ROMs Play a Vital Role in Filling in the Gaps of RPG History

ROMs Play a Vital Role in Filling in the Gaps of RPG History

STARTING SCREEN | No ROMs means no way to play a lot of classic RPGs that still don't have legitimate releases (and probably never will).

Late last month, Nintendo took out hits on several long-lived ROM hosting sites. EmuParadise, LoveROMs, and LoveRETRO are just three victims. If you want to play Battletoads for free on your computer, the process might be a little harder than a mere Google search from now on.

But Nintendo's execution of Order 66 on ROM sites is much more impactful than simply making it less convenient for people to play an old Rare game that can be re-purchased elsewhere (and wasn't very good to begin with—OH!). When ROM libraries are snuffed out, so are irreplaceable pieces of game history. For every instance of Nintendo preserving its own history with the official release of a long-lost game like Star Fox 2, there are dozens of games that remain nigh-inaccessible thanks to scarcity, cancelled releases for near-completed products, or the out-of-control pricing on the secondary market.

Nintendo's cease and desist isn't just bad news for game preservation, though. It's bad news for fan translations—a scene that's helped me patch up some otherwise-unfillable holes in my personal RPG history.

No ROMs? No Bahamut Lagoon translation.

Nintendo's efforts to immortalize its own legacy via the NES Classic Edition, the SNES Classic Edition, the Virtual Console, and whatever it has planned for Nintendo Switch Online doesn't make a dent in the pages and pages of game history being left out in the rain. ROM sites don't just chronicle obscure game releases: They also house betas, rare launch-day editions of games, and early releases that went out to reviewers (The Cutting Room Floor recently did a tear-down of Mega Man X3's review copy. Equally as vital are the ROMs of Japan-exclusive releases that are mandatory downloads if you want to apply a fan translation patch.

Nintendo obviously has the right to protect its own property. Its lawyers would probably use the word "obligation" instead of "right:" Japan's recent crackdown on barcades that let players noodle around with old game systems demonstrate Nintendo's ROM shutdown order probably comes from a place beyond "We just feel like being a Big Evil Corporation."

I've been thinking back to the late '90s and early Aughts, though, a time when my first Pentium computer made it possible to download and play NES and SNES classics from my childhood. For a while, I reveled in being able to re-play games my broken NES could no longer handle; let's not forget poor engineering caused the NES' connectors to bend out of shape over time. If I wanted to replay Dragon Warrior III (which was already difficult to find as a physical release by the late '90s), a ROM was far and away my best option.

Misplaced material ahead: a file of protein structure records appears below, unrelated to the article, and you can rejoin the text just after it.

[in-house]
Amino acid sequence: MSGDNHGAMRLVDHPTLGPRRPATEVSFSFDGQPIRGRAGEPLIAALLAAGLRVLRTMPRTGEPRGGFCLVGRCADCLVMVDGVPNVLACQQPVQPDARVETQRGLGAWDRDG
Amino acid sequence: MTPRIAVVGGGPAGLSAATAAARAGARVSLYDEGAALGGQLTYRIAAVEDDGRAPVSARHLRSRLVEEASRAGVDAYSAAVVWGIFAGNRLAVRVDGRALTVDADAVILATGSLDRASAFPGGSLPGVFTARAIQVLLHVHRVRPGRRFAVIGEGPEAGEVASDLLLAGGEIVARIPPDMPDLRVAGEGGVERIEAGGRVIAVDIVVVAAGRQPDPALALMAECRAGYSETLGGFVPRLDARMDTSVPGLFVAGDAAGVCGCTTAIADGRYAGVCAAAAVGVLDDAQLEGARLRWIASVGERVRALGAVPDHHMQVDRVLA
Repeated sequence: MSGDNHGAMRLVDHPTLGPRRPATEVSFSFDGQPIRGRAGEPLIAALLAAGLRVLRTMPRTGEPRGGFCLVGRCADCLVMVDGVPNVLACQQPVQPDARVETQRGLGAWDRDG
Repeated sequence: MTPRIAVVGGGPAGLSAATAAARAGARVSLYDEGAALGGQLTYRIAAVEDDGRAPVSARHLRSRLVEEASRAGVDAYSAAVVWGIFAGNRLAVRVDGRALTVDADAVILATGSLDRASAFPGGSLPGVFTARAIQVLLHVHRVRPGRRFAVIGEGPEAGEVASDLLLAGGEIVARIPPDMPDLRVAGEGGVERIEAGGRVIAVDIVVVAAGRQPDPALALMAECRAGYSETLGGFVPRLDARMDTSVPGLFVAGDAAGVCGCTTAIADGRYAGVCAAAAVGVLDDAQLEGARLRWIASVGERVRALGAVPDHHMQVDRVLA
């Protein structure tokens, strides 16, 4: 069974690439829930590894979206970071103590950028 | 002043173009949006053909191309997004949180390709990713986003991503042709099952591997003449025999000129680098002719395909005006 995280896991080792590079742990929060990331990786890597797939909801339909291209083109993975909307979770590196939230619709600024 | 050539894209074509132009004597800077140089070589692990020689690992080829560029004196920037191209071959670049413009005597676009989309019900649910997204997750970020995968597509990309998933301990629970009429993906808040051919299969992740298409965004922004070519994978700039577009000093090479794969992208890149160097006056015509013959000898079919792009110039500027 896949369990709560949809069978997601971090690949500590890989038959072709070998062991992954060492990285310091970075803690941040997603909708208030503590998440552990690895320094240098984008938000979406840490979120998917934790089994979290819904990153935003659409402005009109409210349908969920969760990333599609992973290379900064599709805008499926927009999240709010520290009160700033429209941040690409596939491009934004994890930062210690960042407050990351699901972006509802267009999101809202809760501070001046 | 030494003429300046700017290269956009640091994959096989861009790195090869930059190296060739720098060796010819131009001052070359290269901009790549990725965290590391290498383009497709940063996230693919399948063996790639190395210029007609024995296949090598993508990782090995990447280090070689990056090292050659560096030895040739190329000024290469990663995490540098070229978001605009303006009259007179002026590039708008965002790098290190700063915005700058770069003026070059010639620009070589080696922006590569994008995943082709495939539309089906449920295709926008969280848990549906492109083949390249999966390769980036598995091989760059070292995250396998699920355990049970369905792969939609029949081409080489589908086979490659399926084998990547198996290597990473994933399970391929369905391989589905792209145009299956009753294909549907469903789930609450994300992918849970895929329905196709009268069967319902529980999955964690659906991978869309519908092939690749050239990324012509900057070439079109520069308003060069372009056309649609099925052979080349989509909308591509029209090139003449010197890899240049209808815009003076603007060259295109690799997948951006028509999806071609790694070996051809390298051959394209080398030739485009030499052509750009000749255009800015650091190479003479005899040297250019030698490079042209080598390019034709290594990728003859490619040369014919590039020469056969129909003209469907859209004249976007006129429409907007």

ROMs made it possible to replay my old favorites after my NES was literally bent out of shape.

My excited gorging of old games got old in a few weeks, though. I quickly moved on to more exciting territory: Playing RPGs I'd only seen still images of in "Dig This Crazy Shit from Japan!" sections of game magazines. Secret of Mana, Final Fantasy IV, Final Fantasy VI, and Chrono Trigger turned me into an RPG fanatic in the '90s, but RPG localization was a long, costly process with little financial payoff back then. We missed out on some of Squaresoft's best work as a consequence—until fan translators stepped in a few years later.

I'm still stunned when I think back to how much time and effort went into these translations. Nobody got paid for them; nobody even expected much in the way of accolades. The translations existed because the teams who forged them hated to see those glaring gaps in Squaresoft's English library. That's why, in an era when the Internet was still new and mind-boggling to me, I could play mysterious games I'd only wondered about until that point. Final Fantasy V. Seiken Densetsu 3 / Secret of Mana 2. Bahamut Lagoon. Radical Dreamers. Front Mission.

Squaresoft games weren't the only coveted translations on the menu. Fan groups gradually worked on Dragon Quest V and VI, the Fire Emblem games (which, lest we forget, dates back to the Famicom but had zero presence in North America until 2003), and more. Legitimate or not, ROMs made it all possible.

Well, guess I'll just have to buy an actual copy of Seiken Densetsu 3 for the Switch OH SHUCKS, WAIT A SECOND.

Moreover, ROMs arguably bolstered the RPG genre outside of fan translations. Would Earthbound headline the SNES Classic Edition if its ROM (and its energetic fan community) hadn't re-introduced hundreds of thousands of players to this initially-overlooked RPG?

Heck, at least we have legitimate ways of re-buying Earthbound. Very few of the fan-translated ROMs mentioned above received an English-language release. Seiken Densetsu 3 is still at large, even though Japan got a Switch release last year. For years, Final Fantasy V's only official translation was the wretched script found in Final Fantasy Anthology for the PlayStation. Terranigma, one of the best action-RPGs of all time, has yet to receive a North American release even though the game's been translated in English for European audiences since 1995—and unless Quintet resurrects like the protagonists from its games, it's unlikely a North American release is ever coming.